Shane Dwight,
A Hundred White Lies
(RTist, 2011)

Sean Chambers Band,
Live from the Long Island Blues Warehouse
(Blue Heart, 2011)

Knowing little if anything of Shane Dwight, a Nashville-dwelling, mostly electric guitarist, I expected A Hundred White Lies to be yet another blues-rock record. I soon learned that blues and rock are certainly present; so, however, are r&b, pop, folk-blues, modern country and confessional singer-songwriter. In fact, the genre bases sometimes seem as if shifting from cut to cut, generating a degree of aural vertigo. Or maybe not; maybe Dwight's is a 21st-century equivalent of a solid, hard-driving guitar-rock band of the kind that flourished between the mid-1960s and the rise of disco in the latter 1970s. Those bands often evinced the influence of the Rolling Stones, and often enough albeit hardly consistently, something like the Stones is what you're hearing here.

It is also apparent that this is a break-up/divorce album, given the wounded quality of many of Dwight's lyrics. (All songs but one are his own.) I figured out that much before I read the promotional material, confirming same, that arrived in the package with the CD. As I know from personal experience (happily, not recently), it's easier to write this variety of sad song when you're suffering this variety of sadness.

Though hardly his intention of course, Dwight speaks to a persistent complaint of mine about the so-called Americana genre, namely that its roots don't go much deeper than 1960/'70s rock. I can't help noticing that for all his genre excavating, there's no rockabilly here. Too '50s, maybe. "I'm Talkin' to You," a pretty good take on Muddy Waters-style Chicago blues, its heyday the same decade, resembles more the recordings (actually, good ones) that Muddy did in the mid- to latter 1970s with Johnny Winter.

Whether a hodge-podge of styles is a good thing or a bad thing, or for that matter whether this really is a hodge-podge of styles, is a matter for each listener to judge. It would not strike me as an especially serious issue if the quality were more consistent; I type subjectively, of course. Your ear, with its own experience and expectations, may tell you differently. Then again, maybe, after all, it's only rock 'n' roll, too easy to take too seriously, in this instance happening to sound modestly more backward-looking than we hear anywhere anymore except in blues-rock outfits -- arguably fueling the needless expectation that this is what Hundred is or must be.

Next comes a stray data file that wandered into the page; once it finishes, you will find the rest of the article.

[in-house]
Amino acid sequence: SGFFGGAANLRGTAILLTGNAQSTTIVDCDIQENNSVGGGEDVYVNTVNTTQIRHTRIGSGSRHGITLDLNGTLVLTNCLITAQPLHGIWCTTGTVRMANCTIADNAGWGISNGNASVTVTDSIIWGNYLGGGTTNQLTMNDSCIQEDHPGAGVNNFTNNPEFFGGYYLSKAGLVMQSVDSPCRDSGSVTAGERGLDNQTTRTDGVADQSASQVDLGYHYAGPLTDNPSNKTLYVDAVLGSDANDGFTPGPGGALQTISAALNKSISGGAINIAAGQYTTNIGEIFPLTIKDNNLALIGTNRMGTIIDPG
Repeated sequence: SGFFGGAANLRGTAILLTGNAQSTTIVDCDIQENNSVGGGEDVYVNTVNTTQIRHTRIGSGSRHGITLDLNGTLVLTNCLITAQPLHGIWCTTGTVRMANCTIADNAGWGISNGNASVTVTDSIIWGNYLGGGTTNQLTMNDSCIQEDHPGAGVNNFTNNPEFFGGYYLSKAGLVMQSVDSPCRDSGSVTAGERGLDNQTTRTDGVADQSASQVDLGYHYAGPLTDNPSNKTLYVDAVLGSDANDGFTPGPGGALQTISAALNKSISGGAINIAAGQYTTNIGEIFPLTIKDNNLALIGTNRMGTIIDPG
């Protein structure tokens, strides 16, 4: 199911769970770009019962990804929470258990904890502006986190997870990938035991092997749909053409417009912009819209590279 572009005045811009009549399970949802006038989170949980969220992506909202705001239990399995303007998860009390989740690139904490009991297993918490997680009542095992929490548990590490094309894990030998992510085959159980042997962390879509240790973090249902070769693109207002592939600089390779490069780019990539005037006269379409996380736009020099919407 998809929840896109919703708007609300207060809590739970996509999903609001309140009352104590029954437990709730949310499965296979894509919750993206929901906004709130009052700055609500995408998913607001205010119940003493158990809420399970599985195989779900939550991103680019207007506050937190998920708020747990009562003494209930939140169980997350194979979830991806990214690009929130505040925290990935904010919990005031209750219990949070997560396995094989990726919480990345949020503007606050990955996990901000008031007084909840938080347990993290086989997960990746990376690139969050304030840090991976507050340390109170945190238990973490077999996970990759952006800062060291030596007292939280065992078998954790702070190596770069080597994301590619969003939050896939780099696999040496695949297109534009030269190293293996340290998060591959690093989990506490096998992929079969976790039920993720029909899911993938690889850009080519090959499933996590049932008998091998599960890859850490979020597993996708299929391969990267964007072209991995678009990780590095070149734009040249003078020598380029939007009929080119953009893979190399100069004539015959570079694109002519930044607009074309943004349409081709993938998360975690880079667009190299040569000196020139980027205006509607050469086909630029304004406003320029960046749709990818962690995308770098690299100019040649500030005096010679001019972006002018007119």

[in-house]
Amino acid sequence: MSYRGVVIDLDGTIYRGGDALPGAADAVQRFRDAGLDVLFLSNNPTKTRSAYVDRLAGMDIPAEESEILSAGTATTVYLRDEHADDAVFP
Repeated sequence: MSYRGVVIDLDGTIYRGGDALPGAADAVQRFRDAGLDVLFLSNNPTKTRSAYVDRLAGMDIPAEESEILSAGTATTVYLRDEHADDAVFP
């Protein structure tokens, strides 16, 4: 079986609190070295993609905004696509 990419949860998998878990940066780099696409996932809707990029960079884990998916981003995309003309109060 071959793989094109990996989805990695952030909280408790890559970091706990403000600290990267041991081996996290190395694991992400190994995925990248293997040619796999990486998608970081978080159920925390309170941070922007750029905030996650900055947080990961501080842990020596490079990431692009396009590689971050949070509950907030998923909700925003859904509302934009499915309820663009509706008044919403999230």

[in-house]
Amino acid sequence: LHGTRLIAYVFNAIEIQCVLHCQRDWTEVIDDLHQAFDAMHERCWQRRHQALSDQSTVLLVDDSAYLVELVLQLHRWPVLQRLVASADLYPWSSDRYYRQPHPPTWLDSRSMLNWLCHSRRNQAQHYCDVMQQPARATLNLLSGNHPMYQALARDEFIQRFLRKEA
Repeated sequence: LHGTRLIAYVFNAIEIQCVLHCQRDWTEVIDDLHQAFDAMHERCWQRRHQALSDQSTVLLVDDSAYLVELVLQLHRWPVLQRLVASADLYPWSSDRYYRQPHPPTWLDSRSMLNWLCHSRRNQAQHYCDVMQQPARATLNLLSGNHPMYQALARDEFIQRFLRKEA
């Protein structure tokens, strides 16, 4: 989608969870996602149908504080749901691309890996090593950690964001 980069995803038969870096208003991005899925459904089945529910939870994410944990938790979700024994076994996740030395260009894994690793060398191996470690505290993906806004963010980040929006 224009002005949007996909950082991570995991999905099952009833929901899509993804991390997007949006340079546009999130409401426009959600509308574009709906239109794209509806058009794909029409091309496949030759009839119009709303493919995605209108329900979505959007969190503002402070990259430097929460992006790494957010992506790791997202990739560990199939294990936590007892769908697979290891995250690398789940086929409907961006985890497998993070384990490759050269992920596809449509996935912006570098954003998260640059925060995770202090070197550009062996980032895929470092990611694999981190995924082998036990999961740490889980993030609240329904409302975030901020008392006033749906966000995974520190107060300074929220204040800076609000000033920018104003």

There are some cuts I like a lot (e.g., "Love's Last Letter," where Dwight's slide guitar sizzles and the rhythm dizzies), while others don't do much for me at all (e.g., the opener "The Call"). Dwight's cover of the often-heard "Wagon Wheel" (by Bob Dylan and Kyle Secor) isn't bad, just unexceptional. This is no particular judgment, definitely no sweeping one, on Dwight's singing, playing and writing talents. It's just that I, personally, have a hard time grasping the logic of his approach, which may say nothing more than that pop and rock haven't been part of my life in quite a while and I just don't know how they do it these days. Or, as with so much that happens in this life as the world just keeps spinning into ever greater degrees of oddness in my befuddled eye, maybe it's just that my advice wasn't solicited. (That last is a joke, folks.)

Speaking of Johnny Winter, whose approach to blues -- gritty, grounded, and modern -- I've always found a winning one, I draw to your attention the Sean Chambers Band's in-that-vein Live from the Long Island Blues Warehouse. (The jam that comprises the last cut is fittingly titled "In the Winter Time.") Chambers (guitar, vocalist), Paul Broderick (drums), Tim Blair (bass), and Gary Keith (harmonica) carry the approach forward in capable, amiable fashion.

Chambers's guitar is loud, sometimes very loud, but it's never stupid, and his and the band's love of rocked-up but still tethered-to-the-tradition blues never lets up. If they were somebody else not quite able to tread the righteous path, this could lead us to the insufferable. But this is the Sean Chambers Band, and these guys have come to play the blues with sure hands and good hearts. Besides, this kind of stuff, there to get the party started and the boogie woogie-ing, should be taken live.

music review by
Jerome Clark

5 November 2011

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